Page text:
Left-Wing Pundits On GOP Presidential Debate: Winners Included Ted Cruz, Hillary Clinton, and ISIS

December 16th, 2015 9:57 PM

Many of the lefty writers who analyzed Tuesday night’s Republican presidential debate at the Venetian suggested that had the event been promoted as if it were a Vegas show, the marquee might have read “Fright Night,” or perhaps “Be Afraid…Be Very Afraid.”

The New Republic’s Jeet Heer claimed that while conservatives scoff at student demands for so-called safe spaces, they like the concept when it comes to sealing themselves off from jihadists:

The Republicans might consider themselves as the party of freedom, but their true identity, as Tuesday night’s debate made clear, is the party of fear…

The best articulation of this culture of fear…can be seen in the 1 percent doctrine as articulated by Vice President Dick Cheney…In effect, Cheney was calling for the United States to become one giant safe space, even if it meant massively overreacting to threats abroad.

Heer stated that hyping concerns about terrorism has worked before for the GOP: “With both academia and journalism cowed, the years after 9/11 were a golden age for Republicans, when they were able to push a large part of their agenda, not just in foreign policy but often domestically as well. So it’s no surprise that Republicans keep returning to the well: Stirring up anxiety in the electorate has been so profitable for them.”

According to Talking Points Memo’s Josh Marshall, the debate demonstrated yet again that jihadist groups have driven Republicans crazy (bolding added):

[T]he first half of the debate was roiled by repeated invocations of fear, the celebration of fear, the demand that people feel and react to their fear. This was logically joined to hyperbolic and ridiculous claims about ISIS…

Politically, the GOP has an interest in whipping up this kind of hysteria. But a substantial number of people in this country also clearly need this fantasy vision of a great clash between good and evil which is in its own way only slightly less apocalyptic and unhinged than the philosophy of ISIS itself. We hear these slogans again and again about World War III and the rest. So we become acclimated to them. But they are really quite nuts. We've somehow been transported back a decade, zeroed in on the small magazine and blog right wing fever swamp of 'Islamofascism' and World War III. But now that's the mainstream GOP.

Amanda Marcotte of Salon opined that amidst all the fearmongering and warmongering, Republicans also smuggled in some sexism:

The candidates didn’t even bother to conceal their glee at having an opportunity to play at being caveman, bragging about how they were going to beat their vaguely defined enemies with very big sticks.

Terrorism isn’t just an excuse to let the war braggadocio out, though. Being big caveman also means giving up the pretense that you think women are equal. Wallowing in retrograde fantasies of masculine toughness and feminine weakness was the order of the night, for both politicians and pundits. If any of you feminists dare say boo about it, they will no doubt be happy to remind you that this is WWIII we’re facing. No time for your fancy ideas about women’s equality when there’s a war going on!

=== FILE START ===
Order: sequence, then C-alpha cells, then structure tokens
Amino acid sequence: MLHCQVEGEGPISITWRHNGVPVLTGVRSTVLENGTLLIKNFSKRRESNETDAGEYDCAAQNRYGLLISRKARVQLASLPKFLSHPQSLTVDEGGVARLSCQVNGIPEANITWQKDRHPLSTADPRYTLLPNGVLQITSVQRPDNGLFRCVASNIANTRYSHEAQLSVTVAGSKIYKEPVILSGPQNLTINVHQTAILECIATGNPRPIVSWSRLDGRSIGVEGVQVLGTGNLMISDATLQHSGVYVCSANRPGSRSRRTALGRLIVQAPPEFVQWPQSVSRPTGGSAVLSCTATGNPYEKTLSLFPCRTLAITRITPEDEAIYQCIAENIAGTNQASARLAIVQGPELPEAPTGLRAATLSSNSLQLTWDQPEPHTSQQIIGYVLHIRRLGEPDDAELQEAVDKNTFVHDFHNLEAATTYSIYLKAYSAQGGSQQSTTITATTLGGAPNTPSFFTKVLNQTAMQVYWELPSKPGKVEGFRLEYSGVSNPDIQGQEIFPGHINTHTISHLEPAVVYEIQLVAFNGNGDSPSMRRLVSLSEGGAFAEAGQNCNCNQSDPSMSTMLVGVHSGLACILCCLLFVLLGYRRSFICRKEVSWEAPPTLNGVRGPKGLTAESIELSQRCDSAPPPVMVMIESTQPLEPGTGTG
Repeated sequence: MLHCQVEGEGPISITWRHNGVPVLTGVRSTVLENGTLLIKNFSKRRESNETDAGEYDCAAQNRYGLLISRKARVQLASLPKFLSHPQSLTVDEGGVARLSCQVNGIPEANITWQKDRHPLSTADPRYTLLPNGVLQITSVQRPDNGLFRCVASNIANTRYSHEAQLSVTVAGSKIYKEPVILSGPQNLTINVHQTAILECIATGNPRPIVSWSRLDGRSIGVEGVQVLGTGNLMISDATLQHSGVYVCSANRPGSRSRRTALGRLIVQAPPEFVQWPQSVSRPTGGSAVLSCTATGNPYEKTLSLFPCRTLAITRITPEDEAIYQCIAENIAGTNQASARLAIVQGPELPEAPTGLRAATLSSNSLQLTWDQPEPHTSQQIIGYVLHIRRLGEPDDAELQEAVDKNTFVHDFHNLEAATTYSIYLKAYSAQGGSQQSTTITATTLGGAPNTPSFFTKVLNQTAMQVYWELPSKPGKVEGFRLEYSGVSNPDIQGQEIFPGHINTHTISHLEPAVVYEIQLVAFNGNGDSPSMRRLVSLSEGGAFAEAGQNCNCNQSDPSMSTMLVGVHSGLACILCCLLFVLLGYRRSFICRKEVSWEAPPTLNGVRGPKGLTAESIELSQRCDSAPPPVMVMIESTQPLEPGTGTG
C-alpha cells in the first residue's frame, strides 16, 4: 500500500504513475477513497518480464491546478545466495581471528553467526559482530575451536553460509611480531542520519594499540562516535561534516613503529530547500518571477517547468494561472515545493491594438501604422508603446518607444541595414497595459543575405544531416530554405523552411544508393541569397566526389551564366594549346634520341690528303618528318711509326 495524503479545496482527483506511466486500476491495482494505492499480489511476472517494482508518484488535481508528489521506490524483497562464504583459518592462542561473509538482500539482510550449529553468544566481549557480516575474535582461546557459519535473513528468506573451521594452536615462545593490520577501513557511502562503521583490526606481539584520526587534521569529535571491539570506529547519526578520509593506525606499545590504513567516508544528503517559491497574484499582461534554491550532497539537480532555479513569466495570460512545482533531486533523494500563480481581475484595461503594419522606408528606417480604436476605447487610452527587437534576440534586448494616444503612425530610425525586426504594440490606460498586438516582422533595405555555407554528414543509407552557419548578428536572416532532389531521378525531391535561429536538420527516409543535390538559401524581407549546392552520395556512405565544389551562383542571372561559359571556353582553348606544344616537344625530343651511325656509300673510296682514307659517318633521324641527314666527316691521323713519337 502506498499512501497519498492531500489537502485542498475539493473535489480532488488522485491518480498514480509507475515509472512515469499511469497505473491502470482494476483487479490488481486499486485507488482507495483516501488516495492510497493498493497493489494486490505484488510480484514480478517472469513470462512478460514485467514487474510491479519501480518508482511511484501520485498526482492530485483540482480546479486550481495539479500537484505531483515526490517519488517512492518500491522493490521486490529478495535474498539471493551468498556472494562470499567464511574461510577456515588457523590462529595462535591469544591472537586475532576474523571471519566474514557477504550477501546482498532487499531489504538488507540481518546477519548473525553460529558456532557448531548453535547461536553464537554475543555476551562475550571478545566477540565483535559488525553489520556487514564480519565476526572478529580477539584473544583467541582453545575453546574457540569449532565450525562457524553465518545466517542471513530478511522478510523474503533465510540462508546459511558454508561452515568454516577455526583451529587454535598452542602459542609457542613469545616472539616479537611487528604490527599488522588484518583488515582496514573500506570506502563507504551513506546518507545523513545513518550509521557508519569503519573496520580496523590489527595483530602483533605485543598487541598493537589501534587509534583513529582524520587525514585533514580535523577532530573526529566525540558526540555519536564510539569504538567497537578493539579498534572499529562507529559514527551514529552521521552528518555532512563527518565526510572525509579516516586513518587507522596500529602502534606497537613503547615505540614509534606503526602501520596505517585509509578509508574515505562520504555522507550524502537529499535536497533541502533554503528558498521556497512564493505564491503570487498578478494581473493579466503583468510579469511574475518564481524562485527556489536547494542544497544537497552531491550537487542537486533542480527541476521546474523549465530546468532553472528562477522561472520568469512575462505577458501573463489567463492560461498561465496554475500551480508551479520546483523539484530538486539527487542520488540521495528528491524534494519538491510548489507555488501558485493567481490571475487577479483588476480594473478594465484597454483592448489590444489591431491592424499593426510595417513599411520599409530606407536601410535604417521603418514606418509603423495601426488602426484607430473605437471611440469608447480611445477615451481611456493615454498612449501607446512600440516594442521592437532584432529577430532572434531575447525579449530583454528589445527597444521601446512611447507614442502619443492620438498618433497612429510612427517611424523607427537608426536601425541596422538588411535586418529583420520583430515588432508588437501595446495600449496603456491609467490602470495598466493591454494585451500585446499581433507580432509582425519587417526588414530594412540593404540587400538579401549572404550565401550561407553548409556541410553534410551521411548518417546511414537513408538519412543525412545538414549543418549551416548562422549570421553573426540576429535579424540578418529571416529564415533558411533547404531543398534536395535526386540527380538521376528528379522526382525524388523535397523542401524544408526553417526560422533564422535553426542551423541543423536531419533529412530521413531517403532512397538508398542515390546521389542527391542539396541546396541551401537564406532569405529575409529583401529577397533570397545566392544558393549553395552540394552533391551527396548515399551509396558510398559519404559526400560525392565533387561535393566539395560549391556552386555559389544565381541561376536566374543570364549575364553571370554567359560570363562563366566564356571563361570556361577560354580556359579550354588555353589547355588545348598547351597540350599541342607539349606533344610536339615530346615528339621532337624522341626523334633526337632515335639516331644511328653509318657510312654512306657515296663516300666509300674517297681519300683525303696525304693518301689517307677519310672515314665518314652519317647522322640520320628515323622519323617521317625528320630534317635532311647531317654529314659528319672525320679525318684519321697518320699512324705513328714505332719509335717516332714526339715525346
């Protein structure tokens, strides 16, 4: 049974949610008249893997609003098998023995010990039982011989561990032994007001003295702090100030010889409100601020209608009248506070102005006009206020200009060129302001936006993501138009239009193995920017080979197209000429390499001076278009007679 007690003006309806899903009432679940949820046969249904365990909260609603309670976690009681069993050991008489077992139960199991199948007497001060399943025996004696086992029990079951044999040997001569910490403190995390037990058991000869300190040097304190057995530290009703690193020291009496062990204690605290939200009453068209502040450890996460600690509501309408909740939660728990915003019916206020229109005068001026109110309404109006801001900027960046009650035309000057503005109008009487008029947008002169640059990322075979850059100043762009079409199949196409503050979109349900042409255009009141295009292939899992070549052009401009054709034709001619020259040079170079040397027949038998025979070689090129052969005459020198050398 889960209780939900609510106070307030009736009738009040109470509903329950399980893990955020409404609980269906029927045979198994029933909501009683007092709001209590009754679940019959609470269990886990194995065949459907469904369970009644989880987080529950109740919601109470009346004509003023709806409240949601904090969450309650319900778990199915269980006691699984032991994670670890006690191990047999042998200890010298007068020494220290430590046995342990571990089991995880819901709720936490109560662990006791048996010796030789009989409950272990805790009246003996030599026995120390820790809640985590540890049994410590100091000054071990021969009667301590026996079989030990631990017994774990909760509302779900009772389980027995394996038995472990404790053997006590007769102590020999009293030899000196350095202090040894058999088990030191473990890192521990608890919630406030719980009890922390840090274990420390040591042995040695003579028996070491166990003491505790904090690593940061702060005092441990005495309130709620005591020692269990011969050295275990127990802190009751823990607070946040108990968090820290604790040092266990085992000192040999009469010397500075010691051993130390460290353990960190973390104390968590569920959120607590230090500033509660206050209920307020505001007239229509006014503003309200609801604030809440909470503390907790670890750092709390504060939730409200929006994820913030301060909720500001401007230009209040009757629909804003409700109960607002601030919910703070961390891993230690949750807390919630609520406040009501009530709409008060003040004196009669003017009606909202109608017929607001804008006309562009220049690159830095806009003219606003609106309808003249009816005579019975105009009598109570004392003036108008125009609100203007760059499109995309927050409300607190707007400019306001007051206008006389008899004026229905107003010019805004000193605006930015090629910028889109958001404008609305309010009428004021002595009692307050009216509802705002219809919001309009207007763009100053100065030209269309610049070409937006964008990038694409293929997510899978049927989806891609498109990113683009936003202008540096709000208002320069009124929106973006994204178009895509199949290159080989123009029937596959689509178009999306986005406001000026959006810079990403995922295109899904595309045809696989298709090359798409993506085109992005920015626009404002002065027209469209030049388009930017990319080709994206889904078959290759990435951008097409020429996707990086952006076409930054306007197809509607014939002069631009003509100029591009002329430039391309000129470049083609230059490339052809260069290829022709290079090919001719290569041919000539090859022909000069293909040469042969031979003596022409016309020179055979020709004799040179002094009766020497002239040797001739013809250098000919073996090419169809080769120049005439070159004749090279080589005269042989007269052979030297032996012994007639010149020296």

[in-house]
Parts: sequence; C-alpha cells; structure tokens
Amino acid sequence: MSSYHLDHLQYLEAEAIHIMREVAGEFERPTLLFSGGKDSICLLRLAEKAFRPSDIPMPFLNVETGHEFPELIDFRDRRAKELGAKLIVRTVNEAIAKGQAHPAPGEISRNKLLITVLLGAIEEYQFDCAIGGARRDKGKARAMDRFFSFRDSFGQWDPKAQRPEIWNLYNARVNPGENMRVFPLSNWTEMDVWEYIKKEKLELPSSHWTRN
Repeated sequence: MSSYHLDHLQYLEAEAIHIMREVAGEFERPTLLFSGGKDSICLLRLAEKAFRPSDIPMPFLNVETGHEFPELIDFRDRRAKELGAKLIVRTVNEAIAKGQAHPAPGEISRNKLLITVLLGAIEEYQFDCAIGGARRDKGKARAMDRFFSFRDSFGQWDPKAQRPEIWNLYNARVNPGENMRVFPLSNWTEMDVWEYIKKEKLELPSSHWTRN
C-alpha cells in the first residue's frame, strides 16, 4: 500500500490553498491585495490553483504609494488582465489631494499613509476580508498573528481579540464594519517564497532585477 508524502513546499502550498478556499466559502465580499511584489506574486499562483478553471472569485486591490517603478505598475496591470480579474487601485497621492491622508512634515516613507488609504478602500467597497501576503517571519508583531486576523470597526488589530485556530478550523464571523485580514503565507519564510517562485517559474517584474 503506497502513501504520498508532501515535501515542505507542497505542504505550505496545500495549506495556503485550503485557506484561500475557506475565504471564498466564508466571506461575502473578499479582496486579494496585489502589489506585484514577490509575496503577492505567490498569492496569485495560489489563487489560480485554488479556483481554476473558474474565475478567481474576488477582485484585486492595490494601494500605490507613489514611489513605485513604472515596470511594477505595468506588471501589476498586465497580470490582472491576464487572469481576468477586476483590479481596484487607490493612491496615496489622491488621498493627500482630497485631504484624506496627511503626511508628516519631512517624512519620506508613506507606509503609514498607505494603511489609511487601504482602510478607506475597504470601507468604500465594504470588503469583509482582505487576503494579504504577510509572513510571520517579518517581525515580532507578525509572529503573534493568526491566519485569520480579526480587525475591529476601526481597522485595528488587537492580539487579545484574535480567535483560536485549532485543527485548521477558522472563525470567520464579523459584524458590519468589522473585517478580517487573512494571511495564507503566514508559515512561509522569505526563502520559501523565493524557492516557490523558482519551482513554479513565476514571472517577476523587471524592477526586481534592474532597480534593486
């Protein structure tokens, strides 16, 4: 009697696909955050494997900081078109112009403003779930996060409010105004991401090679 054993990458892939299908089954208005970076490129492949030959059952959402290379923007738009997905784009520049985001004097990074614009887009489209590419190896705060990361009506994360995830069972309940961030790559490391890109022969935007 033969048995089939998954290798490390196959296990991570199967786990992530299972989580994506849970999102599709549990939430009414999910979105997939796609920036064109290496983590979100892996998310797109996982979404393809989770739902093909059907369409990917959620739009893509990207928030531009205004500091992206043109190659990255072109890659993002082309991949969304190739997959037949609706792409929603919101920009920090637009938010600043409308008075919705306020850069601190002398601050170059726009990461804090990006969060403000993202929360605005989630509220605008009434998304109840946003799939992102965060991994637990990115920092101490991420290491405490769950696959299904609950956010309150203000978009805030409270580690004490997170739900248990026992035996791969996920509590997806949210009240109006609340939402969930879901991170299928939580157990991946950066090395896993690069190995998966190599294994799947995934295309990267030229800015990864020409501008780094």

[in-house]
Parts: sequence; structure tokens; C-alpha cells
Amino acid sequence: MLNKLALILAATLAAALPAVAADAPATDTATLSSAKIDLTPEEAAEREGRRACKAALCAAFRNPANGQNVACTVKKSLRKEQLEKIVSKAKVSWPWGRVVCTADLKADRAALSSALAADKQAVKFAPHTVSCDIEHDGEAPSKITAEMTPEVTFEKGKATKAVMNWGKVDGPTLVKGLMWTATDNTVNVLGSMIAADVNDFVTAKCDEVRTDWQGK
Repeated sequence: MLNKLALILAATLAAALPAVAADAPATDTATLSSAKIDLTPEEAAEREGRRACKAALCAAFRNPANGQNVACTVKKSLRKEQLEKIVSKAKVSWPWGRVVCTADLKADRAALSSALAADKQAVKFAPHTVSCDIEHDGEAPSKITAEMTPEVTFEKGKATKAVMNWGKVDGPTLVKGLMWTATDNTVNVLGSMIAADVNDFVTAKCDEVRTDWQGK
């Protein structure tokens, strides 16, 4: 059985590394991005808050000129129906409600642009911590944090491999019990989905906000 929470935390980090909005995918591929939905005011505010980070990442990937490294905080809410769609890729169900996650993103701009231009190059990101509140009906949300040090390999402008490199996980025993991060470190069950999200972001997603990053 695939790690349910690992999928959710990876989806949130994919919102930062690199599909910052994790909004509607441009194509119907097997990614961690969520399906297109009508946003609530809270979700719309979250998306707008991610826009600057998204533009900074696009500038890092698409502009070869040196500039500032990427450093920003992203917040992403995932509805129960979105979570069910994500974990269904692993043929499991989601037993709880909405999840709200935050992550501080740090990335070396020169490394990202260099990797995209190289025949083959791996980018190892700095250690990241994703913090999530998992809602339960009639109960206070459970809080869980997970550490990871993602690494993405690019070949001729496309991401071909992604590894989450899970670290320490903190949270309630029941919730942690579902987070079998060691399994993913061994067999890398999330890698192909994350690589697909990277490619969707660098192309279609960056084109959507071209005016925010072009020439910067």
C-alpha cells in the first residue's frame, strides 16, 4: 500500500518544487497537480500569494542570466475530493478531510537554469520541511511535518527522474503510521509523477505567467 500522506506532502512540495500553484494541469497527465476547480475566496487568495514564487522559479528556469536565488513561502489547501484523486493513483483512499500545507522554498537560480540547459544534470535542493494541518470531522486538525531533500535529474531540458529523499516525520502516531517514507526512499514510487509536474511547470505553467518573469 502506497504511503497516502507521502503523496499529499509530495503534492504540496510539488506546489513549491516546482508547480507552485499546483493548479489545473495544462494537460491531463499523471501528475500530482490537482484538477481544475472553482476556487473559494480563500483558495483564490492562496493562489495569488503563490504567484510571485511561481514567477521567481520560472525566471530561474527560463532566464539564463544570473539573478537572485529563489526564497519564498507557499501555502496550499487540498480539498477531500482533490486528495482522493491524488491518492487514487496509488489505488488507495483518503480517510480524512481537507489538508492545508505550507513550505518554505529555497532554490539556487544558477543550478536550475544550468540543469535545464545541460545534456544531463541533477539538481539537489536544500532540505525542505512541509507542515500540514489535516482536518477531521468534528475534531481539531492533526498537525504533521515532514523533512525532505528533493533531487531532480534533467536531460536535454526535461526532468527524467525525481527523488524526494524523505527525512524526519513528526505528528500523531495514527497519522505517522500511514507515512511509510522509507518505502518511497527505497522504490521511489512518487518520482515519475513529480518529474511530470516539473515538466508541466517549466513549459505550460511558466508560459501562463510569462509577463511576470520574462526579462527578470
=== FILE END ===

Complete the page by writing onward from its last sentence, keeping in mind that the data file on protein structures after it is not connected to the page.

Esquire’s Charles Pierce challenged a premise that’s widely held, and not only by Republicans: “The first priority of a president is not keeping the country safe. The first priority of a president—indeed, the only priority of a president—is to preserve, protect and defend not me, but the Constitution of the United States.” Regarding the GOP candidates, Pierce sniped, “Frankly, I wouldn't hire any of these people to watch my car in a valet parking lot, let alone lead the country into what they never miss a chance to call, ‘the Third World War.’”

As for the night’s winners, Dylan Matthews of Vox picked both Ted Cruz (who “promised an ‘America first’ foreign policy, in a hopefully unintentional echo of the Charles Lindbergh–backed, Germany-sympathetic anti-war movement in the late 1930s and early 1940s”) and Hillary Clinton, since GOP frontrunners Cruz and Donald Trump “are extremely potent boogeymen to get base Democrats enraged/energized…When Trump and Cruz win a debate, Clinton implicitly wins the debate as well.”

The Washington Monthly’s Nancy LeTourneau asserted that Tuesday night’s “real winner” was ISIS, which “got an awful lot of air time…One can imagine ISIS members erupting into a standing ovation at being elevated to that level of threat from a Republican presidential candidate and a debate focused almost entirely on how Americans as so afraid of them.”

Finally, blogger Atrios alleged that this year’s GOP debate doubleheaders indicate the media’s pro-Republican bias:

I know there are a multitude of inputs into the decision making process for these things - including, of course, ratings - but it's hard to imagine a world in which there were so many "serious" Democratic candidates that any news network planning to broadcast a debate would just shrug its shoulders and say, "oh well, I guess we gotta have two." They'd choose the "top" 5 (however they would decide to choose them) and tell the rest to piss off. Related, most of the candidates would be complete[ly] ignored by the Sunday shows instead of each one getting multiple turns.

The Republicans must be heard. All of them. Again and again and again and again.